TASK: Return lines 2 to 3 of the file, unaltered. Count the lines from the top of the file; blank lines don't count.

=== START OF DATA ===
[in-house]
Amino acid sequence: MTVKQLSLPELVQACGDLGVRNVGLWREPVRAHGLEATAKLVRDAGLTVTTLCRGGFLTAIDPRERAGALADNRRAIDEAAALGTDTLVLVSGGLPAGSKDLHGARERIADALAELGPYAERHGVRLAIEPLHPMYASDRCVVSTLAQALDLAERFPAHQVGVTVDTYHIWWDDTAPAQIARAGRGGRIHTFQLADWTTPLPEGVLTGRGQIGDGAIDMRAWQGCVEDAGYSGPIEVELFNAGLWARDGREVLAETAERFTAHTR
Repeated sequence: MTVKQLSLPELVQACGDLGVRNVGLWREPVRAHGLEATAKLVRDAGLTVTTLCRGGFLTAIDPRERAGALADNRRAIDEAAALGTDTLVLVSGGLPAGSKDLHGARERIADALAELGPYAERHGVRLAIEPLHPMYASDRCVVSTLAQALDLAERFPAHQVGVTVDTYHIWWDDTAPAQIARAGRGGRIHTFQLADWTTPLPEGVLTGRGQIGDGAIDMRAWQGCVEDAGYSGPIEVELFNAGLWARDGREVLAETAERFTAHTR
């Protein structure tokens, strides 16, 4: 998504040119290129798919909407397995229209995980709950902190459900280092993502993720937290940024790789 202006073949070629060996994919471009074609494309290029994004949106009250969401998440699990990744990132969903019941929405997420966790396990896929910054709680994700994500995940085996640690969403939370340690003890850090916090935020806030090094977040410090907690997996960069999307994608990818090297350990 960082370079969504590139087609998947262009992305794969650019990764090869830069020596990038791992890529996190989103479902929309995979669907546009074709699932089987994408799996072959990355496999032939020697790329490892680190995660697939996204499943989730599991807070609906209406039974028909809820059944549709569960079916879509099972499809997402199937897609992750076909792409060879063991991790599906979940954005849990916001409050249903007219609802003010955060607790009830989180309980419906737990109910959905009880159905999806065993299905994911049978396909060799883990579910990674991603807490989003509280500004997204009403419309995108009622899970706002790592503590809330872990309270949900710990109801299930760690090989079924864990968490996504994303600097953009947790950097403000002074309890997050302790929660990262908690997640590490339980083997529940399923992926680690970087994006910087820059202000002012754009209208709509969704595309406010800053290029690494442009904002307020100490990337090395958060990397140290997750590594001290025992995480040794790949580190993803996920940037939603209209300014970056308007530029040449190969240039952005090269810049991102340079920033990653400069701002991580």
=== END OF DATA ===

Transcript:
Amino acid sequence: MTVKQLSLPELVQACGDLGVRNVGLWREPVRAHGLEATAKLVRDAGLTVTTLCRGGFLTAIDPRERAGALADNRRAIDEAAALGTDTLVLVSGGLPAGSKDLHGARERIADALAELGPYAERHGVRLAIEPLHPMYASDRCVVSTLAQALDLAERFPAHQVGVTVDTYHIWWDDTAPAQIARAGRGGRIHTFQLADWTTPLPEGVLTGRGQIGDGAIDMRAWQGCVEDAGYSGPIEVELFNAGLWARDGREVLAETAERFTAHTR
Repeated sequence: MTVKQLSLPELVQACGDLGVRNVGLWREPVRAHGLEATAKLVRDAGLTVTTLCRGGFLTAIDPRERAGALADNRRAIDEAAALGTDTLVLVSGGLPAGSKDLHGARERIADALAELGPYAERHGVRLAIEPLHPMYASDRCVVSTLAQALDLAERFPAHQVGVTVDTYHIWWDDTAPAQIARAGRGGRIHTFQLADWTTPLPEGVLTGRGQIGDGAIDMRAWQGCVEDAGYSGPIEVELFNAGLWARDGREVLAETAERFTAHTR